However, situations where terms approach something alternately from above and from below which come up moderately often, so it is good to be exposed to that idea. And one will almost certainly want to establish the Binet Formula anyway.

  • $\begingroup$ Nice. I'll wait for some more answers before "closing". I'd like to have a link for $(\star)$ $\endgroup$
    – Pedro Tamaroff
    Feb 5 '12 at 22:48
  • $\begingroup$ @Peter: I am lousy at searching. It seems not to be mentioned by Wikipedia, too simple. But it really is the first identity one proves. Look at $F_{n+1}^2-F_nF_{n+2}$. This is $F_{n+1}(F_n+F_{n-1})-F_n(F_{n}+F_{n+1})$. Expand and simplify. We get $-(F_n^2-F_{n-1}F_{n+1})$. So each time we increment $k$ by $1$, the expression $F_k^2-F_{k-1}F_{k+1}$ just switches sign. Finally, check its value at $k=1$. $\endgroup$ Feb 5 '12 at 23:24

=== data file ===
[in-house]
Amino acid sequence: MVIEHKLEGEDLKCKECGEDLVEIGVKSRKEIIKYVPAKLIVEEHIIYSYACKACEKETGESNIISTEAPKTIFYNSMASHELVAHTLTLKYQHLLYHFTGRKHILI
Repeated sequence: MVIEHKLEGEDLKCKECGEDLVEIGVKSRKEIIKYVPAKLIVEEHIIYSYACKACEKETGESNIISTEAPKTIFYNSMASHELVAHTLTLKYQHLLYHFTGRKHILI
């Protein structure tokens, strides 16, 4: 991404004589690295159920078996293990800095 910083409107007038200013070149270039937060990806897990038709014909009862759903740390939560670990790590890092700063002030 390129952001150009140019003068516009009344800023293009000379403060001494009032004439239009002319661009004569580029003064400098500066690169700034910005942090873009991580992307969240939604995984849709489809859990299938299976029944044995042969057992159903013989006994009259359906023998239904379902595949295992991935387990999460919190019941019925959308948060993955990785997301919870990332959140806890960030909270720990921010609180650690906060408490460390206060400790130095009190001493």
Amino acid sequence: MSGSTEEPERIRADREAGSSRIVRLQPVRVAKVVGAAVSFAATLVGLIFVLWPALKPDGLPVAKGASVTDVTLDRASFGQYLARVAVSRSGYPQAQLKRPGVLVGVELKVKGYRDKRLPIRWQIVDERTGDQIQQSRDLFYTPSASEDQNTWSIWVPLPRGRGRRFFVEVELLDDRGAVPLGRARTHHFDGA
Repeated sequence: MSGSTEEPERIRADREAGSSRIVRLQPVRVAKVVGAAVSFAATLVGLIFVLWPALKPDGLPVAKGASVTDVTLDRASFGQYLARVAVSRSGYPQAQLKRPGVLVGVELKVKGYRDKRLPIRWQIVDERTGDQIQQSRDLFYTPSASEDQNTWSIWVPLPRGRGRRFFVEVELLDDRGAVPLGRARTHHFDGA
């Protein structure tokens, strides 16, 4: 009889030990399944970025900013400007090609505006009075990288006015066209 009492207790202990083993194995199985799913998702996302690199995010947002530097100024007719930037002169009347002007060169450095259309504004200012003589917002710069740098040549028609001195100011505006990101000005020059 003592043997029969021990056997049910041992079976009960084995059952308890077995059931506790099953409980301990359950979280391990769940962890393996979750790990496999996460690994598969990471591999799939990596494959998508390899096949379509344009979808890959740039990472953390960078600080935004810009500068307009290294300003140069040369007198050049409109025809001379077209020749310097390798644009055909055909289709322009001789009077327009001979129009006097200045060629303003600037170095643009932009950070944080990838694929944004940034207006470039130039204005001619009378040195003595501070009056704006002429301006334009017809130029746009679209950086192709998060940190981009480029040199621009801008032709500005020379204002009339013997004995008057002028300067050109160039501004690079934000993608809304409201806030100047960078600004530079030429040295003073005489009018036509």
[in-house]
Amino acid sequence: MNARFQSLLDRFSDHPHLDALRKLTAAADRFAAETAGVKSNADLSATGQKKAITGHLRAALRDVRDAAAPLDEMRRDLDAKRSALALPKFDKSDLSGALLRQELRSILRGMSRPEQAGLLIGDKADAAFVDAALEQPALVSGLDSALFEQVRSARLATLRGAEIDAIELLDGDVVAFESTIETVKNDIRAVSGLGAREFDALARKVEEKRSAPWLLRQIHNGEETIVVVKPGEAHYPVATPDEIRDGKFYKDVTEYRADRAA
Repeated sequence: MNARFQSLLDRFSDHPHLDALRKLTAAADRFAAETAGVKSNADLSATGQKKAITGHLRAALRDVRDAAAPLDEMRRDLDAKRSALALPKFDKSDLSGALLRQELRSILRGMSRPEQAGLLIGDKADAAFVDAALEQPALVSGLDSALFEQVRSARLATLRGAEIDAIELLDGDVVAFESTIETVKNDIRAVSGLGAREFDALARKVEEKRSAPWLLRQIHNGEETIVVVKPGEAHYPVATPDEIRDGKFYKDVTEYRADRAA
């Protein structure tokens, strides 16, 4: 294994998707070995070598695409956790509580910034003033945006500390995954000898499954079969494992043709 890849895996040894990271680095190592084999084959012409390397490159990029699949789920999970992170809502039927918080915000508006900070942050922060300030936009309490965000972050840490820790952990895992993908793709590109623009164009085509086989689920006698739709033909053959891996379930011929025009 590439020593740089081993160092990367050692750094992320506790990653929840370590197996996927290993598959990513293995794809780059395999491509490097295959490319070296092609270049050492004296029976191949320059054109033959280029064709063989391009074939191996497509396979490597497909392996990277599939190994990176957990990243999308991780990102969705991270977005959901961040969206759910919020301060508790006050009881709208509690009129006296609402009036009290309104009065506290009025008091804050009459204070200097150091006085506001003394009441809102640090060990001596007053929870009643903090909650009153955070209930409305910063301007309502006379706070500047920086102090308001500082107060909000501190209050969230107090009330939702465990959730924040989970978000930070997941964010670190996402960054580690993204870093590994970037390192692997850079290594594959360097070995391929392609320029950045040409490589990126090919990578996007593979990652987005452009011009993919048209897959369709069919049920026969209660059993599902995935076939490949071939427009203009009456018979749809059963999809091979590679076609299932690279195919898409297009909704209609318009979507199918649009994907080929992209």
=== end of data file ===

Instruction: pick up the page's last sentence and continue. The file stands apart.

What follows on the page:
• $\begingroup$ Ok. I get it. I thought you'd realize I do know the methods in the remark, but thanks anyways. Really complete answer - almost made my day. =) $\endgroup$
    – Pedro Tamaroff
    Feb 5 '12 at 23:28
  • $\begingroup$ @Peter: I have the bad habit of writing more (much more) than necessary. Even felt mildly guilty about only giving outline of the nested interval argument. The identity I used is the basis of a standard trick, in which you take a square piece of paper, divided by lines in an $8\times 8$ grid, cut it up in a certain way, reassemble it into what looks like a $5\times 13$ rectangle. $\endgroup$ Feb 5 '12 at 23:46
  • $\begingroup$ Reading your answer again I must say I'd upvote again if I could! Thanks for this small compendium. $\endgroup$
    – Pedro Tamaroff
    Apr 18 '12 at 17:39